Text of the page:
Zain Kenya, now owned by Bharti, has rattled Safaricom with swinging price cuts, triggering unprecedented movement in the Kenyan mobile market. Safaricom has countered this, with its latest move being to slash the cost of SMS messages for its prepaid customers by as much as 94%. Ultimately, when all the noise calms down, Kenyan consumers will be the winners but Safaricom may have to give up a chunk of its eye-catching profits and market share.
Judging by the announcements of price cuts emanating from Kenya, Bharti – the new owner of Zain Africa – has set its sights on challenging Safaricom, Kenya’s leading player. Buoyed by a regulatory push by the Communications Commission of Kenya (CCK) for operators to reduce interconnection rates, Bharti unleashed the first weapon in its arsenal in August 2010, reducing the price for all voice calls to KES3 per minute with no terms and conditions attached.
The emphasis on terms and conditions is particularly noteworthy. Even when Safaricom tries to counter Zain’s offer, its tariffs are laden with terms and conditions, lending more credence to Zain’s message that its offer is permanent and not a promotion. The public response has been has been positive, with queues forming in Zain’s shops. The latest SMS price reductions this week, in anticipation of the CCK’s demand for a lower wholesale data charge by November 2010, are evidence that Safaricom is increasing its counter attacks on Zain.
Ultimately, price competition is hazardous to all market players
While Safaricom has fat margins to fall back on, the cutthroat price reductions are likely to impact all market players – Safaricom, Zain, Orange, and Essar – negatively. In India, where a similar price war has ensued, Ovum has shown that the profitability of all market players has suffered.There is an even more telling corollary: Vodafone, which owns a 40% controlling stake in Safaricom, took a £2.3 billion impairment charge in India in May 2010, largely due to the effects of the price war.
But the price war is good news for customers, who can now look forward to cheaper calls and SMS messages in Kenya. A price war over data will definitely come soon, and even Safaricom’s highly successful money transfer scheme, M-Pesa, is not out of bounds. In fact, the telecoms price war has already forced down Kenya’s official inflation rate for August 2010. In a market where telecoms take a chunk of the consumer’s wallet, savings from telecoms can make a difference to overall economic wellbeing. Cheaper prices could also encourage Kenyans to talk more, potentially boosting minutes of use (MoU). Average MoU in Kenya (and much of Africa) are around 50 minutes per month, while in India they are around 300.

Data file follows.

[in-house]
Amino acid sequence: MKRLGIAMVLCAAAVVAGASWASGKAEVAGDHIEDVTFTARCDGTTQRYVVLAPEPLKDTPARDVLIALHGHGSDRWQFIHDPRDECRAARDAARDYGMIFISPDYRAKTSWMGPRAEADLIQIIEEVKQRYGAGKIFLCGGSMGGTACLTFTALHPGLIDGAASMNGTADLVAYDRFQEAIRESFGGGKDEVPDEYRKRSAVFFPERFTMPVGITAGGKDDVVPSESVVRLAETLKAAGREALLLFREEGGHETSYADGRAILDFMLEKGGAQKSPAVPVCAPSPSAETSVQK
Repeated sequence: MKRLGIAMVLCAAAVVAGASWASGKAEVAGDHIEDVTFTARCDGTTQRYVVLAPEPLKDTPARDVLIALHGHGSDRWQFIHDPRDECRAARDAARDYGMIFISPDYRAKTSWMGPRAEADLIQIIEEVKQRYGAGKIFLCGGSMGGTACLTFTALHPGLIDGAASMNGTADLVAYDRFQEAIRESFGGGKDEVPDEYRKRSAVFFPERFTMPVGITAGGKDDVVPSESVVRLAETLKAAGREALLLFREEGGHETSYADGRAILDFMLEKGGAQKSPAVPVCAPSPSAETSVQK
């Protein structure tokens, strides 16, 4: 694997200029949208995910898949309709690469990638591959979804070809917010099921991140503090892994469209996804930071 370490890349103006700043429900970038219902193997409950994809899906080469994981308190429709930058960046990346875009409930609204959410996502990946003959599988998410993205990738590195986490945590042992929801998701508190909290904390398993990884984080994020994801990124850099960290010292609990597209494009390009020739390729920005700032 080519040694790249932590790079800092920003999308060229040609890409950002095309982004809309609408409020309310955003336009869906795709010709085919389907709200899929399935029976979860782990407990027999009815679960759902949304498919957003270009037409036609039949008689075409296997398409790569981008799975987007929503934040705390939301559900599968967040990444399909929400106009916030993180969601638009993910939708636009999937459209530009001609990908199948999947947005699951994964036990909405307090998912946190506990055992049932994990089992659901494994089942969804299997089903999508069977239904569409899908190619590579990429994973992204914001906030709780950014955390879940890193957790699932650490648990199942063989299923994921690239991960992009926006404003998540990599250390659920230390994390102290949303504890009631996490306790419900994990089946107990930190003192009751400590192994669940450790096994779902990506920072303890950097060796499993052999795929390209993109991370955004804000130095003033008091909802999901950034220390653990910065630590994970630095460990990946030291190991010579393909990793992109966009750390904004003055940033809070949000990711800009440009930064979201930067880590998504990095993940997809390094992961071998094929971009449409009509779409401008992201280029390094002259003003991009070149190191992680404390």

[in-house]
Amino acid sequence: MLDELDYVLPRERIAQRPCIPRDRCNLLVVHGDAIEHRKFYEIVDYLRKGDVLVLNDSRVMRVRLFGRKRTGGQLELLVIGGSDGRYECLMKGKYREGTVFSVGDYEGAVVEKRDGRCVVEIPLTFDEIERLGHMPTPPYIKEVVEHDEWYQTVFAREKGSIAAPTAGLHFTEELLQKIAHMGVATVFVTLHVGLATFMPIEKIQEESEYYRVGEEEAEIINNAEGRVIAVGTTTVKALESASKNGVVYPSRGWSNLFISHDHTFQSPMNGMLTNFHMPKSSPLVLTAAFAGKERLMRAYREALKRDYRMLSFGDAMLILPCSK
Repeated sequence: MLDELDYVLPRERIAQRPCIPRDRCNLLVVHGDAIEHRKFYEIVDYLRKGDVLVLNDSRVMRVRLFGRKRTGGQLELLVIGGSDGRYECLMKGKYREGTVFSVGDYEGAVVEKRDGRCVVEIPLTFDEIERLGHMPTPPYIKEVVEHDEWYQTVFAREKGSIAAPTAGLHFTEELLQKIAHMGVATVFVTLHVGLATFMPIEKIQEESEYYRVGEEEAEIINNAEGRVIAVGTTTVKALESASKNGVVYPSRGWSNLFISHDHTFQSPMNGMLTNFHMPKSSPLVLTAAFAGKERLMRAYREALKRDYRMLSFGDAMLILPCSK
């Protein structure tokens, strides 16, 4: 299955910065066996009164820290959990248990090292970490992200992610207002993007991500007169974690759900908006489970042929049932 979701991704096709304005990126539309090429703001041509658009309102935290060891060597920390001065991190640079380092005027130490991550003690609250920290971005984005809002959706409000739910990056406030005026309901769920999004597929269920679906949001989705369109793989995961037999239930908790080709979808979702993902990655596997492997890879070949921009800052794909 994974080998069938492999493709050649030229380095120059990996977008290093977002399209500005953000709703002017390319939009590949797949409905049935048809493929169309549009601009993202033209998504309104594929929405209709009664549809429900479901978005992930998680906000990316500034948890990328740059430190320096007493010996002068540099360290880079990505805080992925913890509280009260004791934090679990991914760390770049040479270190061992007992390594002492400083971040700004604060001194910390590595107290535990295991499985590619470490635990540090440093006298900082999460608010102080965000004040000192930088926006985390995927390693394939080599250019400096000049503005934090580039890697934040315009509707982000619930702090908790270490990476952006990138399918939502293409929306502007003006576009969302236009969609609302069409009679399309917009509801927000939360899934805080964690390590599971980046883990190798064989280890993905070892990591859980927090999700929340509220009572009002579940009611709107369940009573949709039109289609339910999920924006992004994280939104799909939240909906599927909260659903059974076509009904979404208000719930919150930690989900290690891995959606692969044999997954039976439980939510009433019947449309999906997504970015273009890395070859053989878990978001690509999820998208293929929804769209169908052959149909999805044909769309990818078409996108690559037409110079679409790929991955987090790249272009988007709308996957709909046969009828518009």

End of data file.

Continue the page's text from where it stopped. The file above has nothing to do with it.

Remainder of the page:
For Safaricom, the era of 80% market share looks to be over
In Safaricom the mobile industry has a textbook case study of how to achieve staggering competitive advantage in a market. Safaricom has grown its market share from less than 40% in 2000 to slightly over 80% at the end of June 2010 – a feat that is uncommon in liberalised markets. In doing so, it bulldozed its rivals – especially Zain – into submission, became the largest quoted company in East Africa, and returned billions in earnings to its shareholders.
In contrast, Zain’s operation in Kenya was perilously underperforming and was one of the standout concerns for Zain’s Middle East owners. Its market share has fallen from over 60% in 2000 to 9.4% in 2Q10 – Essar, which only launched services in 4Q08, had a 7.4% share by 2Q10. Between 2000 and 2010, a plethora of ownership changes, with the associated change of names from Kencell to Celtel to Zain, seem to have distracted the business from being able to challenge Safaricom. Bharti now has lots to do to try to reverse nearly a decade of Zain’s poor performance in Kenya.
Syndicated via Mobility Nigeria